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The entire Navigate the Chaos collection of all 365 blog posts is now available in a paperback entitled Navigate the Chaos (795 pages for $24.99). A smaller collection of thoughts from the Navigate the Chaos collection is available in paperback entitled Wonder (94 pages for $4.99)

How often are you afraid of something, yet do it anyway?

Today is December 9 and the Navigate the Chaos question to consider is “how often are you afraid of something, yet do it anyway?” People like Carrie Fisher believe "Stay afraid but do it anyway. What is important is the action. You do not have to wait to be confident. Just do it and eventually the confidence will follow."

Fisher was born on October 21, 1956, the daughter of Academy Award-nominated actress Debbie Reynolds and pop singer Eddie Fisher. With her parent’s divorce, Fisher turned to books and acting. She never finished high school because she appeared in the musical Irene alongside her mother.

Fisher made her film debut in Shampoo (1975) but it was Star Wars that catapulted her to international fame. In a 2011 interview she said that when she got cast in a 'little science fiction film,' she just thought of it as a bit of fun. But the film "exploded across the firmament of pop culture, taking all of us along with it; it tricked me into becoming a star all on my own." Over the following decades Fisher appeared in other Star Wars films, stared in other movies, and wrote several books.

Unfortunately, Fisher experienced trouble with alcohol and drugs. In 1985, for example, she was rushed to a hospital after accidentally taking an overdose of sleeping pills and prescription drugs. Fisher also openly discussed her battle with bipolar. Carrie Fisher's fame as an actress may have rested on just one role in Star Wars but she portrayed a character that would become one of the best known in film history.

She was remarkably frank about her personal difficulties she fought to overcome. "There's a part of me that gets surprised when people think I am brave to talk about what I've gone through she once said, 'I was brave to last through it.'" Fisher navigated the chaos by openly discussing her problems, moving forward amidst personal difficulties; and challenged herself to grow professionally. People that navigate the chaos seldom let fear stop them from moving forward.

English actress Dame Helen Lydia Mirren said “Don't be afraid of fear, Throw caution to the winds. Look fear straightaway in its ugly face and barge forward. And when you get past it, turn around and give it a good, swift kick in the ass."

Mirren began her acting career with the Royal Shakespeare Company in 1967 and is one of the few performers who have achieved the Triple Crown of Acting, having won the Academy Award for Best Actress in 2007, after two previous nominations, for her performance as Queen Elizabeth II in The Queen. She received an Olivier Award for Best Actress in 2013 for her West End performance in The Audience, in which she also portrayed Elizabeth II, and in 2015 she won the Tony Award for Best Actress in a Play for her Broadway performance in the play. The Audience was written by Peter Morgan, who also wrote The Queen.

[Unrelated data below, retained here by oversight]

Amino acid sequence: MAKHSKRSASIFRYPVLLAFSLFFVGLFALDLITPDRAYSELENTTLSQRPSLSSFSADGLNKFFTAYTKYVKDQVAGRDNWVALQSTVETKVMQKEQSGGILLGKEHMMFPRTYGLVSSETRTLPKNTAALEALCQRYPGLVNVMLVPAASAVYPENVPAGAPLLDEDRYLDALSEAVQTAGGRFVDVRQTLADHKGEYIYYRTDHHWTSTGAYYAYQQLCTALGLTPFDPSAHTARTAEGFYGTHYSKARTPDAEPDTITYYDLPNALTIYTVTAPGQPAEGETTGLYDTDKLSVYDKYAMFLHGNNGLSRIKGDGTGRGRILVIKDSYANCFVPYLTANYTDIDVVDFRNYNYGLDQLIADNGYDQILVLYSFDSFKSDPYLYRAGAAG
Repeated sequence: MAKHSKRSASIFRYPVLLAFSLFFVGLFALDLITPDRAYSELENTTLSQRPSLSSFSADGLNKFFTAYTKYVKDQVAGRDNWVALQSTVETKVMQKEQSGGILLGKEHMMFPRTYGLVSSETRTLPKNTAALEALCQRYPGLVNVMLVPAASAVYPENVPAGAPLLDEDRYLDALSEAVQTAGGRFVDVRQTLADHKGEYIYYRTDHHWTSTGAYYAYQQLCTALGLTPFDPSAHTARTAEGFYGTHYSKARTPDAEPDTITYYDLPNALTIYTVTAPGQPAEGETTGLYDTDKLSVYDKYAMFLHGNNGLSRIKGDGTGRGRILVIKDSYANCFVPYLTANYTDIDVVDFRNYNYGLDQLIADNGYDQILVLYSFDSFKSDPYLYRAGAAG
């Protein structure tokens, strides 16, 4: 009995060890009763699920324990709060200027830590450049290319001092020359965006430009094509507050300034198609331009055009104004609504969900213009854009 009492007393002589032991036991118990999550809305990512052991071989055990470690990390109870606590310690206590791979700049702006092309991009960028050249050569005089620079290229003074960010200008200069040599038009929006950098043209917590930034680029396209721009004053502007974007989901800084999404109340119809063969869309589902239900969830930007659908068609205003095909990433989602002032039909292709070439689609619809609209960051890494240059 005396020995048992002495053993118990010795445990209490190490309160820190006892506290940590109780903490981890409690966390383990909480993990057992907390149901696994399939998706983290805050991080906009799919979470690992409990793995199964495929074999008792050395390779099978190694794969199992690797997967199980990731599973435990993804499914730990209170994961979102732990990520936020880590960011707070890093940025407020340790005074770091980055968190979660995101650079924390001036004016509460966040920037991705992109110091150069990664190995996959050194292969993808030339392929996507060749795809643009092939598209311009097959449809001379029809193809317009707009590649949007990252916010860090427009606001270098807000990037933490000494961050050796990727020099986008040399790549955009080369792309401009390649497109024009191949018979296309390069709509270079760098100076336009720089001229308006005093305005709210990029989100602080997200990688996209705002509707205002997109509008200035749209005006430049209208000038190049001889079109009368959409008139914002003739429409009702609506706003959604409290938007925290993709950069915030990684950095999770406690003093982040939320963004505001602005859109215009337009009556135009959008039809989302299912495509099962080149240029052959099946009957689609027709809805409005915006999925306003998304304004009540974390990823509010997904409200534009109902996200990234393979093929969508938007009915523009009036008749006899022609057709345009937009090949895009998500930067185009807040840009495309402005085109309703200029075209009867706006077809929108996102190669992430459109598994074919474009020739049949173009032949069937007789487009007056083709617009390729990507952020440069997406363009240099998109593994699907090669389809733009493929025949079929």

Mirren won three consecutive BAFTA Awards for Best Actress between 1992 and 1994 and her first of several Emmy Awards in 1996 for her performance as police detective Jane Tennison on the British television series Prime Suspect, which ran for seven seasons between 1991 and 2006.

Susan Jeffers, author of Feel the Fear...And Do It Anyway had to feel her own fear to get the book published. In the Foreword to the 20th Anniversary Edition, Jeffers wrote "So many publishers rejected my book in the beginning I almost gave up trying. I put the manuscript away in a drawer for a few years and almost forgot about it. One day, I decided to clean out that drawer and there it was...waiting for me. I sat down and read through it again. I couldn't push away the feeling that my book had something important to say. As so I 'felt the fear' and tried once again to find a publisher; and with the help of my agent, finally did.”

  • How often do you throw caution to the wind?

  • How often can you look fear straightaway in its ugly face and barge forward?

  • How often can you give fear a ‘swift kick in the ass?’

  • Can you ‘stay afraid but do it anyway?’

  • If you are waiting to be confident why do you think that is?

  • Is your belief in yourself strong enough that you can just do it (whatever it is) and know that the confidence will eventually follow?

  • Have you put a dream in a drawer too fearful to continue pursuing it? If so, is it time to unpack that drawer and once again, work towards translating your dream into reality?

  • How often do you remind yourself that those people who you admire, most likely had to ‘kick fear in the ass’ to translate their dreams into reality?


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